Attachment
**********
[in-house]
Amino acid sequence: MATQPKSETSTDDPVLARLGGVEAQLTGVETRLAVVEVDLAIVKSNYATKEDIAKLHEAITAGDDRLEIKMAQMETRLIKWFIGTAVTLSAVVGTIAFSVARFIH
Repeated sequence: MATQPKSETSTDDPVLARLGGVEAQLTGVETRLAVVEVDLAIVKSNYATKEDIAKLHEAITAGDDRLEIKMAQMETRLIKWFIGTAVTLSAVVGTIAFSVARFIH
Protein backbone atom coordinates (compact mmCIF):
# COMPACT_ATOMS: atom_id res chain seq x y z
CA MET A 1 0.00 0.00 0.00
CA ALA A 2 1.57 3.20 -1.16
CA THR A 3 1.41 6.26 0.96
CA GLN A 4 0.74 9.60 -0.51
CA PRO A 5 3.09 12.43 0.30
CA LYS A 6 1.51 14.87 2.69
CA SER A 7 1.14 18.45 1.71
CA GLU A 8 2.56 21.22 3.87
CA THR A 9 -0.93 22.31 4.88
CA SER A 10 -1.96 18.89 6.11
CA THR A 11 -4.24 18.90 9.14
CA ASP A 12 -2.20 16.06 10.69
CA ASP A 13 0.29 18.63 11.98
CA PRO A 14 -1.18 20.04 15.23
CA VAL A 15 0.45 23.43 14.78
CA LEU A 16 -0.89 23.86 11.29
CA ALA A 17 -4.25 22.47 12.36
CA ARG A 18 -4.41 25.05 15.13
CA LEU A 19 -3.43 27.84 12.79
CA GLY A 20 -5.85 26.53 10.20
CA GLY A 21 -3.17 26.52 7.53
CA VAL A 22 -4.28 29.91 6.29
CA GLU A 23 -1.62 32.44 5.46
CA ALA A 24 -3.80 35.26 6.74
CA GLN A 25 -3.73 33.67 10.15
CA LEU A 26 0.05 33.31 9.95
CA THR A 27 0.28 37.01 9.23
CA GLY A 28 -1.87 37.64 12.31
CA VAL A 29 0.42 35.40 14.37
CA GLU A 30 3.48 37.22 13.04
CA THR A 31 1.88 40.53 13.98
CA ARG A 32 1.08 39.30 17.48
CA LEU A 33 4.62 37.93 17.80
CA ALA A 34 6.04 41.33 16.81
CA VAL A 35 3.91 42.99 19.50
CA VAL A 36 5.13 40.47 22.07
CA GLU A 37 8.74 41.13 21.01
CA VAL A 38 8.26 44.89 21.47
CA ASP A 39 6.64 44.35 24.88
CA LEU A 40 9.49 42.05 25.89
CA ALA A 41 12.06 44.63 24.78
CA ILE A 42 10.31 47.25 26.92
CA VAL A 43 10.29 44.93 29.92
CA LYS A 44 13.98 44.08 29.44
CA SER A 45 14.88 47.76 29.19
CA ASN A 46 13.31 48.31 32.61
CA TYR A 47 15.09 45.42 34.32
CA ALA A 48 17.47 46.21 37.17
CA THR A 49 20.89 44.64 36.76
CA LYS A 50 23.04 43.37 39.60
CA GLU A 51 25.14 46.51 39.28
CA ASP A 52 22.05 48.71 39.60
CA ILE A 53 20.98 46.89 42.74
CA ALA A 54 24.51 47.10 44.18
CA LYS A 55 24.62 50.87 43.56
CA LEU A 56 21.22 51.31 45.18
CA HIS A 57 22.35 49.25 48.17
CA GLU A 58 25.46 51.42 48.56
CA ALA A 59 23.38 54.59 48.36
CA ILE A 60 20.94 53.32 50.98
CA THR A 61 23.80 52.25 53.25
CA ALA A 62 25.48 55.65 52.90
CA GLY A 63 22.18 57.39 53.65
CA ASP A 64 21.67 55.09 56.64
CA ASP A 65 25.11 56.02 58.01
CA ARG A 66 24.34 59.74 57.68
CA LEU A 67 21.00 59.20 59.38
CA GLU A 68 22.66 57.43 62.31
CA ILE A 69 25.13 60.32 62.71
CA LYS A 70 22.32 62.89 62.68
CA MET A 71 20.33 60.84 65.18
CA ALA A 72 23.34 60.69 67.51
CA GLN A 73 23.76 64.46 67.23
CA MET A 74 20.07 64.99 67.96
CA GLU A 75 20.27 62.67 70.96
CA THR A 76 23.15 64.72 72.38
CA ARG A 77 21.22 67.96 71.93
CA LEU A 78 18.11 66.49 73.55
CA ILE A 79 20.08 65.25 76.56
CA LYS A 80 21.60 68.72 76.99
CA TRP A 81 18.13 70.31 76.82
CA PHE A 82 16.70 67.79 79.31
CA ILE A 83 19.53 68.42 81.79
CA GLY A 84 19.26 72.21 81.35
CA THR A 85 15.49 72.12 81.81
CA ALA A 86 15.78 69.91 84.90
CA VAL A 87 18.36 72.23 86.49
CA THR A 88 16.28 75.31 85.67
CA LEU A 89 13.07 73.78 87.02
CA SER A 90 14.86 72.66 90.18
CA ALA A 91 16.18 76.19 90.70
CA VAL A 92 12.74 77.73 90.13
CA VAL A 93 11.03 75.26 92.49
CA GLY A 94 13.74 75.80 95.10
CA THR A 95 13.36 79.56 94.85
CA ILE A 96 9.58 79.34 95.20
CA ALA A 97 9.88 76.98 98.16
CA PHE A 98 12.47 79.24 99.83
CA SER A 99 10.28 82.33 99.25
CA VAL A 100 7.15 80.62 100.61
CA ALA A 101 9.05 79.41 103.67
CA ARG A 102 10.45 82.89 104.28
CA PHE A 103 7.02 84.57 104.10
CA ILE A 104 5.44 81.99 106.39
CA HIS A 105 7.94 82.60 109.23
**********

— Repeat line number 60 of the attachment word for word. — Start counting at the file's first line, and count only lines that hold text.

CA LYS A 55 24.62 50.87 43.56